BATUMI, Georgia — Officials from Georgia, Ukraine, Azerbaijan, and Moldova are in the Georgian city of Batumi for the first day of the two-day GUAM summit, with energy issues topping the agenda.
The regional grouping, which includes Georgia, Ukraine, Azerbaijan, and Moldova, was founded in 1997 to foster cooperation between the former Soviet states and promote closer ties with the West.
A fifth member, Uzbekistan, suspended its membership in 2002.
The organization is widely viewed as a counterweight to another regional grouping, the Moscow-dominated Commonwealth of Independent States, or CIS.
The presidents of Georgia, Ukraine, and Azerbaijan are in attendance at the two-day summit, as are Lithuanian President Valdas Adamkus and Polish President Lech Kaczynski, who have been invited as observers. Top officials from the United States and the Czech Republic will also be present.
Only Moldovan President Vladimir Voronin, who has been pressured by Russia to withdraw from the pro-Western organization, snubbed the gathering. Moldova is represented by the country’s deputy minister of foreign affairs and European integration, Valeriu Ostalep.
Despite that suggestion that the grouping may be suffering the first shudders of disintegration, this year’s summit is taking place under the bullish motto: “GUAM — Integrating Europe’s East.”
Reporting from Batumi, RFE/RL Georgian Service correspondent Nata Imedaishvili says energy issues are high on the summit’s agenda, with discussions focusing on the Odessa-Brody-Gdansk-Plock oil pipeline project.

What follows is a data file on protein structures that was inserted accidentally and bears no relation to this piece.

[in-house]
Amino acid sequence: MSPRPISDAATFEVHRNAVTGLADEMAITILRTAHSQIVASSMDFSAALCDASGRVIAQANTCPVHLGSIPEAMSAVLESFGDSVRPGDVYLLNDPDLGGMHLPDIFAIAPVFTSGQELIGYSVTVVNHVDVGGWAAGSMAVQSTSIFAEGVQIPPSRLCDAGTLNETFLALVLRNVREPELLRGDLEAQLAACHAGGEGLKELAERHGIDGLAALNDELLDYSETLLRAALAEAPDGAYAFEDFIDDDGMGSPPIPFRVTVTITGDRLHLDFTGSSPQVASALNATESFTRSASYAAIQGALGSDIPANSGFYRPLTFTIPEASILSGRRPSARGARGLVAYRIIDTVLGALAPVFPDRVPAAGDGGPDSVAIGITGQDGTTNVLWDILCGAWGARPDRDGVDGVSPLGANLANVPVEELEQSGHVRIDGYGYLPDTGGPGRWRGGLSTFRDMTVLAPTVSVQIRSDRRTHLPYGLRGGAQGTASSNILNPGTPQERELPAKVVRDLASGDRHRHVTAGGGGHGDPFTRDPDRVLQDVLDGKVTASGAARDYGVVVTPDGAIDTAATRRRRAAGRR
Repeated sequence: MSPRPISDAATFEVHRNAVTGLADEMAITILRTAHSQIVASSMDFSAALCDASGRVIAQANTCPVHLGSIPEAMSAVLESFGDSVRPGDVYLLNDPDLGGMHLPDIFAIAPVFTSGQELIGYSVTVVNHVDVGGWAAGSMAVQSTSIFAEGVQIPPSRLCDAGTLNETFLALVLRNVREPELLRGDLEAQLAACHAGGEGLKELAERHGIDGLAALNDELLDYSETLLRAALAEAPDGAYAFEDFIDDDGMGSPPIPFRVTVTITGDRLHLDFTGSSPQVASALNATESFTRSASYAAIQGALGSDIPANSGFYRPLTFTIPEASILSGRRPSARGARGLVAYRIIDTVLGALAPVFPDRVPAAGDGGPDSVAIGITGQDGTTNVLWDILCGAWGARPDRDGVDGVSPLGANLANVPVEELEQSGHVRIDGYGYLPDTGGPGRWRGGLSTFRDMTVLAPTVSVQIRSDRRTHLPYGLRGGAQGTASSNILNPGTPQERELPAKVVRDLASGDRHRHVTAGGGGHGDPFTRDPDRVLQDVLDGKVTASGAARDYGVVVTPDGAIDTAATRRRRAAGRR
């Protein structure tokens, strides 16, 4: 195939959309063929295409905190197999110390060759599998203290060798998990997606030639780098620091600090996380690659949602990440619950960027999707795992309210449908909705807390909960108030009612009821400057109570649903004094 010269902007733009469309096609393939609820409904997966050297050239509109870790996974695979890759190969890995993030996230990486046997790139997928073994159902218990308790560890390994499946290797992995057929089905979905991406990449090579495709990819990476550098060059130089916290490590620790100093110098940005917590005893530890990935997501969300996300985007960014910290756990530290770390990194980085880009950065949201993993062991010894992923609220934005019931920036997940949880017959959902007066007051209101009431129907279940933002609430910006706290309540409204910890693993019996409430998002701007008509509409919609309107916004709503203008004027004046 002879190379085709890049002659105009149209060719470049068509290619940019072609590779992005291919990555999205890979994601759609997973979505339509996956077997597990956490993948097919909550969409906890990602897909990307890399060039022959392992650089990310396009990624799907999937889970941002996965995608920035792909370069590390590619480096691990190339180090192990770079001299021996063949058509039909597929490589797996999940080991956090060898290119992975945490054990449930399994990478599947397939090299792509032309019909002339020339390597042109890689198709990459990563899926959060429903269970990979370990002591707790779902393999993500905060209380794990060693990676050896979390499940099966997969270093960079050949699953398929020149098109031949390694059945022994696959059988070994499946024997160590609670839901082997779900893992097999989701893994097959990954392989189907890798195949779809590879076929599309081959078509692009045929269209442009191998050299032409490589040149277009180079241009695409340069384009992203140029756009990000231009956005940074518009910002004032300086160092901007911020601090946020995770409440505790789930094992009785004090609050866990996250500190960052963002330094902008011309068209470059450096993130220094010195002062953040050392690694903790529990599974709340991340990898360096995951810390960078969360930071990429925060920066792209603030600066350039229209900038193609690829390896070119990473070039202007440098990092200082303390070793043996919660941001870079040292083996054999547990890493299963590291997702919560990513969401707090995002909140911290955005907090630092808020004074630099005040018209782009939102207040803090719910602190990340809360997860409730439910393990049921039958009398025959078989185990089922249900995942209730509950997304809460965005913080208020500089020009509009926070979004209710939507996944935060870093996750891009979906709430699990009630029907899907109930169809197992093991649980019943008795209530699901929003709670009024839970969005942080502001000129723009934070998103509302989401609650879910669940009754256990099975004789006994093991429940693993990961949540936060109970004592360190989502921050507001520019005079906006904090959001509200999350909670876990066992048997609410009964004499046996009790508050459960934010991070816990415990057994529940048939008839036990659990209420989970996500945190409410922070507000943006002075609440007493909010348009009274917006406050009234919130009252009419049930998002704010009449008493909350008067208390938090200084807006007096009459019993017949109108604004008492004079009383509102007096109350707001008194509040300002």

“After the meeting,” Imedaishvili says, “[Georgian] Energy Minister Alexander Khetaguri declared that once completed, this project will allow oil to be transported from the countries of the Caspian basin to Ukraine and then to Europe.”
GUAM countries — particularly Ukraine and Georgia, whose relations with Moscow have soured in recent years — are eager to reduce their dependence on Russian oil and gas.
Azerbaijan’s energy and industry minister, Natiq Aliyev, is in Batumi, signaling the predominance of energy issues. Oil-rich Azerbaijan was quick to ship oil to Georgia in the winter of 2006 after explosions temporarily disabled Russian pipelines.
Georgian Gas Deliveries
Further stressing the importance of energy issues for GUAM member states, Georgian President Mikheil Saakashvili and his Azerbaijani counterpart, Ilham Aliyev, visited a family in Batumi on July 1 and symbolically lit the kitchen’s gas stove.
“I am very pleased that Azerbaijani gas is delivered here,” Aliyev said. “This illustrates our ties, our cooperation, and the fact that we were able to carry out a large-scale project in a short time. I am convinced that Azerbaijan will soon supply gas to other Georgian regions that have not yet been ‘gasified.’ Georgia is undergoing a gasification process and the volume of Azerbaijani gas delivered to your country is increasing.”
Aliyev and Ukrainian President Viktor Yushchenko are scheduled to hold talks with Saakashvili later on July 1.
Officials from GUAM countries are then expected to sign a series of documents promoting transportation and security cooperation between member states.